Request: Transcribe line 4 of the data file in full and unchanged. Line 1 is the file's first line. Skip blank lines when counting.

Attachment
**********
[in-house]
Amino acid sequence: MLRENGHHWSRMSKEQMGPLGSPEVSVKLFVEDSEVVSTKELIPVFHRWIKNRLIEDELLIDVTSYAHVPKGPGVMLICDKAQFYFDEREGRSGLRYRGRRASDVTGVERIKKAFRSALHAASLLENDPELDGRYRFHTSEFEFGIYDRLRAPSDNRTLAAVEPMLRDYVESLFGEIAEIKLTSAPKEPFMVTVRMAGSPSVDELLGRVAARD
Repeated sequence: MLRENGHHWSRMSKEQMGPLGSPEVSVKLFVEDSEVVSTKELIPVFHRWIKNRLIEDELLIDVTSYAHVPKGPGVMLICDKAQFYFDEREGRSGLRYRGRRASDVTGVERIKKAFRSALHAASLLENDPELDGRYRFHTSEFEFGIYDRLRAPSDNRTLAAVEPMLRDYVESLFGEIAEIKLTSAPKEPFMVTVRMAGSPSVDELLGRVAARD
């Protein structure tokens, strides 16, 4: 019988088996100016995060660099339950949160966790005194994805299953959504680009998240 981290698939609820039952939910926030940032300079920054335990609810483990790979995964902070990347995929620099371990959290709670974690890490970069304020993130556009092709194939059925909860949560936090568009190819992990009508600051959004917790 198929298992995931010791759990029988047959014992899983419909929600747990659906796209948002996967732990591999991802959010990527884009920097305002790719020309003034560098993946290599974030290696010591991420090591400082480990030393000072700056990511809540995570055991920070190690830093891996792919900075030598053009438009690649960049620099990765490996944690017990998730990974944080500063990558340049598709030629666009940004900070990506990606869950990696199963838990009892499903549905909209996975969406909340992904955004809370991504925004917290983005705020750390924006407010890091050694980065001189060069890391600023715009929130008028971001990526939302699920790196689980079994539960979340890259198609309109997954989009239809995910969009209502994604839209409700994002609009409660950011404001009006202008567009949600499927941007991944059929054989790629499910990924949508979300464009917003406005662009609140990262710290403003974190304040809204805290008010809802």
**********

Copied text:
């Protein structure tokens, strides 16, 4: 019988088996100016995060660099339950949160966790005194994805299953959504680009998240 981290698939609820039952939910926030940032300079920054335990609810483990790979995964902070990347995929620099371990959290709670974690890490970069304020993130556009092709194939059925909860949560936090568009190819992990009508600051959004917790 198929298992995931010791759990029988047959014992899983419909929600747990659906796209948002996967732990591999991802959010990527884009920097305002790719020309003034560098993946290599974030290696010591991420090591400082480990030393000072700056990511809540995570055991920070190690830093891996792919900075030598053009438009690649960049620099990765490996944690017990998730990974944080500063990558340049598709030629666009940004900070990506990606869950990696199963838990009892499903549905909209996975969406909340992904955004809370991504925004917290983005705020750390924006407010890091050694980065001189060069890391600023715009929130008028971001990526939302699920790196689980079994539960979340890259198609309109997954989009239809995910969009209502994604839209409700994002609009409660950011404001009006202008567009949600499927941007991944059929054989790629499910990924949508979300464009917003406005662009609140990262710290403003974190304040809204805290008010809802």